Australia has been ranked eighth place globally for its effective handling of the CCP virus with New Zealand claiming the top spot.
The COVID performance index, released today by Sydney-based think tank Lowy Institute, compared and ranked the handling of COVID-19 by 98 countries based on publicly available data.
Australia was surpassed by New Zealand, Vietnam, Taiwan, Thailand, Cyprus, Rwanda and Iceland.
Majority of the top-ranking countries were those with smaller populations, except Vietnam, which has a population of 96 million people and Thailand with a population of almost 70 million.
Authors of the research project, Alyssa Leng and Hervé Lemahieu, found that population size revealed the most significant differences in countries’ experiences when combatting the CCP virus.
India, the world’s second most populated country was ranked 86th, one place after Indonesia, the world’s fourth most populous country.
The world’s most populous country, China, where the virus originated from, was not measured due to lack of publicly available data.
The report ranked the United States 94th, as data showed around one-fifth of global COVID-19 document deaths are from America. This puts the country as the lowest-ranked developed nation.
Coming in last was Brazil, where a new virus variant was recently discovered.
“Smaller countries (with populations of fewer than 10 million people) proved more agile than the majority of their larger counterparts in handling the health emergency for most of 2020,” wrote Leng and Lemahieu.
While Australia has a population much larger than 10 million, being an island country was an advantage when facing the virus.
Lemahieu told ABC radio that Australia was unique because the way states handled their response made it appear “as if there were six or seven independent countries”.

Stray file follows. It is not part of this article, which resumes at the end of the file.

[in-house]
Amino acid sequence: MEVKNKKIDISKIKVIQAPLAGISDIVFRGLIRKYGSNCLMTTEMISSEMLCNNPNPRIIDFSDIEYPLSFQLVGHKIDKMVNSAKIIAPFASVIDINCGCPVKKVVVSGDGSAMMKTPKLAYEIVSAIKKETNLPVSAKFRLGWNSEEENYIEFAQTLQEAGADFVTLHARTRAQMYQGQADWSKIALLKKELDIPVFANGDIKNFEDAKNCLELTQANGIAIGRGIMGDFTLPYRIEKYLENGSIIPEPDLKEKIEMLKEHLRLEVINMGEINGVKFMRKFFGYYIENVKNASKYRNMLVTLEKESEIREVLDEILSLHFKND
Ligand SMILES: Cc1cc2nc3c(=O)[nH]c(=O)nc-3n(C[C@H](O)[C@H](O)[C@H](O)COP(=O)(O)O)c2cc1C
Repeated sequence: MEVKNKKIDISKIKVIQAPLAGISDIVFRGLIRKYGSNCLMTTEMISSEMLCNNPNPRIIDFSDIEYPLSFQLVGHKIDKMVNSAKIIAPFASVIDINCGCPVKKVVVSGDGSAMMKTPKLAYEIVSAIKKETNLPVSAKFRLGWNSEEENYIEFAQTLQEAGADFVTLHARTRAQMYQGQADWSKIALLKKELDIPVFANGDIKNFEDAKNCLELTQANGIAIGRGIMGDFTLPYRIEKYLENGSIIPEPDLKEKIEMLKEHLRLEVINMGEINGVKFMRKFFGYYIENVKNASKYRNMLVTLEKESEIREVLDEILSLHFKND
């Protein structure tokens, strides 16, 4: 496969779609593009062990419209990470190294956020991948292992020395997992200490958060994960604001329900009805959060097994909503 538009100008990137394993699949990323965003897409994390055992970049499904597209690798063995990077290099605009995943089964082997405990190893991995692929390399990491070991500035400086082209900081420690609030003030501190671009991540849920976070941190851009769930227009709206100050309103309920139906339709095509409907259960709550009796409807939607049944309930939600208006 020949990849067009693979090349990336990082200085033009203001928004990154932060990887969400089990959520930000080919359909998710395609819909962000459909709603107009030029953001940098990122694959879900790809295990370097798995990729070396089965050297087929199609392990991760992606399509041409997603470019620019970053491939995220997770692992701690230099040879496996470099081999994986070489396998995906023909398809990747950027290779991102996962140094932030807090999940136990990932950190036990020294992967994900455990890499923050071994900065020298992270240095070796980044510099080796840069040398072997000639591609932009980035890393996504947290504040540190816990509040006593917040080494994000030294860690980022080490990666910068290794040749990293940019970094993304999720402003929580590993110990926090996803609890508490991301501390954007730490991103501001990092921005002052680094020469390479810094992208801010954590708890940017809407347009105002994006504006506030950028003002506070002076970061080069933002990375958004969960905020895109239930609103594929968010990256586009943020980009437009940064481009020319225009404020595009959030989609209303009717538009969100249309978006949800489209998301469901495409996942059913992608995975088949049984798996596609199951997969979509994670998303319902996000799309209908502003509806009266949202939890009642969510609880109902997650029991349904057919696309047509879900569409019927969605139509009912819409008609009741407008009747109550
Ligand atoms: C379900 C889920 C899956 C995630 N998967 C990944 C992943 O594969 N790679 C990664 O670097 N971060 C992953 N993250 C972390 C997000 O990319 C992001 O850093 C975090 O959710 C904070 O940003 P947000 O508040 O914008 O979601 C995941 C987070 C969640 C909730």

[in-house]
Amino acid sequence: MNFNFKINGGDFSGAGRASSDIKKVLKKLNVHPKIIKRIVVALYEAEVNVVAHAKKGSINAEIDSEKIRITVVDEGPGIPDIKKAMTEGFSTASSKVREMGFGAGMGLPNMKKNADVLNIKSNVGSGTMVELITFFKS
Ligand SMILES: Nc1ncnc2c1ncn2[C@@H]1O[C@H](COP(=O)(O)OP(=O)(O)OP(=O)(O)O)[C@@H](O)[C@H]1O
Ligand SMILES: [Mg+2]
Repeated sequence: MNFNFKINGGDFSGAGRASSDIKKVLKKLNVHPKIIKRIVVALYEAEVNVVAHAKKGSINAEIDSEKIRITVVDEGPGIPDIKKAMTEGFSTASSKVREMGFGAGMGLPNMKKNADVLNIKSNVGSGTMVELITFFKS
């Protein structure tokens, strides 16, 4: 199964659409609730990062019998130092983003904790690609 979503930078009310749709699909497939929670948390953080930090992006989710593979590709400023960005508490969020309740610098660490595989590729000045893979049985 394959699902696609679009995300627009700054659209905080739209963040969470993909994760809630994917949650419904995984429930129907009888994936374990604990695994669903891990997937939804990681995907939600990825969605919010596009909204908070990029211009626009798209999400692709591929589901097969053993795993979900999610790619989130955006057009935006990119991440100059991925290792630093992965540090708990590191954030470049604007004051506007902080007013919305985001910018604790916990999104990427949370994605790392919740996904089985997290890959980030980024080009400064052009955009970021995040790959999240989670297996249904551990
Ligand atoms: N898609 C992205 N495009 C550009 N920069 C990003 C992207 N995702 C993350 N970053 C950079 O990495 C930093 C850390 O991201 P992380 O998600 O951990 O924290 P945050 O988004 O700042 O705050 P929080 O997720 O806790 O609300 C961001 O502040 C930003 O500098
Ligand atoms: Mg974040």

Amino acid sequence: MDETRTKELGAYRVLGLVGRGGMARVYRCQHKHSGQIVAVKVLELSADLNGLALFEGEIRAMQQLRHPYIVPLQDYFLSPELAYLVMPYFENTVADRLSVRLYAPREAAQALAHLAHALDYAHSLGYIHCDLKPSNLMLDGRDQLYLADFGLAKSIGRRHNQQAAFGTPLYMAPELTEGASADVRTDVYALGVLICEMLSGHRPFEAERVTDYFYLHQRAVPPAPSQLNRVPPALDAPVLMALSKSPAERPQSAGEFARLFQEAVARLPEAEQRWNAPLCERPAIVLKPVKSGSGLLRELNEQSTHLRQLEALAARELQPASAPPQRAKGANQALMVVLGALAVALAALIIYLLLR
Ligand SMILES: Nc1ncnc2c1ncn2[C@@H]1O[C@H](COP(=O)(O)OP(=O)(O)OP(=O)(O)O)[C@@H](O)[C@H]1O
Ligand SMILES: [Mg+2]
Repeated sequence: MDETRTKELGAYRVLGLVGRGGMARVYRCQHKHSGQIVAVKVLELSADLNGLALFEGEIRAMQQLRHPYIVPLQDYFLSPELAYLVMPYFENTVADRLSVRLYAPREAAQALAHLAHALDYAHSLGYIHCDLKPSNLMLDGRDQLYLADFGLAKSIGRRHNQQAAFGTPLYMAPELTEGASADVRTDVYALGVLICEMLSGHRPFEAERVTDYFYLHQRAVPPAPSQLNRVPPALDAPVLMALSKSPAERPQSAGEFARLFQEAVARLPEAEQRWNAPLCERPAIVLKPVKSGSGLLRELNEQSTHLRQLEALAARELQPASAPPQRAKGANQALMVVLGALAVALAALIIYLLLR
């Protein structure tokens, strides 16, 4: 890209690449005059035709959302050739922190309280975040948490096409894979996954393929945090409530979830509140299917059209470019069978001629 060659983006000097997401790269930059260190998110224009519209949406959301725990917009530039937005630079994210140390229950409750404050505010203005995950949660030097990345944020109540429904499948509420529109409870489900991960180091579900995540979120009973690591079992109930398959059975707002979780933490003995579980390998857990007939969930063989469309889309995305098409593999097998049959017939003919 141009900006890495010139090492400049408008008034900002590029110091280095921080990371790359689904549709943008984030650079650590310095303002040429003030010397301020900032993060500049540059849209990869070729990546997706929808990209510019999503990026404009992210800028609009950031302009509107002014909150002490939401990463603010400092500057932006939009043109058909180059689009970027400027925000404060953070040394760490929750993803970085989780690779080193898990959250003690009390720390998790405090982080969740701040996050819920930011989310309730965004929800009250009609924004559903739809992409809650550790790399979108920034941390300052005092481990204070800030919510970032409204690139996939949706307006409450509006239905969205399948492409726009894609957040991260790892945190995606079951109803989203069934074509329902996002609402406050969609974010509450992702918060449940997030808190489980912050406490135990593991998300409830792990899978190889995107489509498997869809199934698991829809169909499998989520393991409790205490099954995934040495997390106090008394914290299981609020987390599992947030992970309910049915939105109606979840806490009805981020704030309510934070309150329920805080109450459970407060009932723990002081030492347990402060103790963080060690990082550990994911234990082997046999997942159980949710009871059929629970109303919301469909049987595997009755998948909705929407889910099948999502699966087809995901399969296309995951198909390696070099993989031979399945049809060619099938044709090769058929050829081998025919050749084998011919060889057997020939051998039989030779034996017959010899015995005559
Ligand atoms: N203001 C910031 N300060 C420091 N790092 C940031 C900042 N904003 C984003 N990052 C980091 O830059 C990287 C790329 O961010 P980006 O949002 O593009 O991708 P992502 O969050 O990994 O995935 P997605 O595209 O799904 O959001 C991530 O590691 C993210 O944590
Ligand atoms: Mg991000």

With strict state border closures, “populations were geographically divided, which is a luxury that [other countries] can’t afford” Lemahieu continued.
Rankings were based on the 14-day rolling averages of six health indicators over 36 weeks till Jan. 9. These indicators are:
- Confirmed cases
- Confirmed deaths
- Confirmed cases per million people
- Confirmed deaths per million people
- Confirmed cases as a proportion of tests
- Tests per thousand people.
Economic performance was not measured.
However, Gigi Foster, a professor at the University of New South Wales’ School of Economics, believes the use of deaths per million people as an indicator is flawed due to differing definitions of “COVID death” across countries.
Foster also noted that the authors approached this with the assumption that government actions have directly impacted containing the virus.
“In fact what seems to be the case if you look at the data is that regardless of what governments have done, the virus has followed a path that was basically unrelated to decisions about lockdowns and other blanket restrictions of liberties,” Foster told The Epoch Times.
“It’s far more related to things like geography, underlying population health levels, demography, and seasonality.”